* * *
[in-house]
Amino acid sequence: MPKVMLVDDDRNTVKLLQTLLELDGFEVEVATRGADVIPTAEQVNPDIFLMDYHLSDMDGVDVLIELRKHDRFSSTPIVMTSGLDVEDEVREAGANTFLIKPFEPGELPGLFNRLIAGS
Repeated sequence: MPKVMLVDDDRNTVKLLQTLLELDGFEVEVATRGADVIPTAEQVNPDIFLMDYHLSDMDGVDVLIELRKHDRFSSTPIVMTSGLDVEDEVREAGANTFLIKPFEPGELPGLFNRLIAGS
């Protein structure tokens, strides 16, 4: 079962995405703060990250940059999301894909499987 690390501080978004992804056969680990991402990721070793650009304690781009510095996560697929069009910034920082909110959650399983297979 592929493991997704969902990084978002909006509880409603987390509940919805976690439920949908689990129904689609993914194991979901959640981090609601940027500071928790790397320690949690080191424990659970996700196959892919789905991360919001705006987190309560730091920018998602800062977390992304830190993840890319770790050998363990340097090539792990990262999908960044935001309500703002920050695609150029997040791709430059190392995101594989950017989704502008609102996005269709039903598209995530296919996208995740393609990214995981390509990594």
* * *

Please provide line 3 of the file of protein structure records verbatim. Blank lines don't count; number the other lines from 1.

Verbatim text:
Repeated sequence: MPKVMLVDDDRNTVKLLQTLLELDGFEVEVATRGADVIPTAEQVNPDIFLMDYHLSDMDGVDVLIELRKHDRFSSTPIVMTSGLDVEDEVREAGANTFLIKPFEPGELPGLFNRLIAGS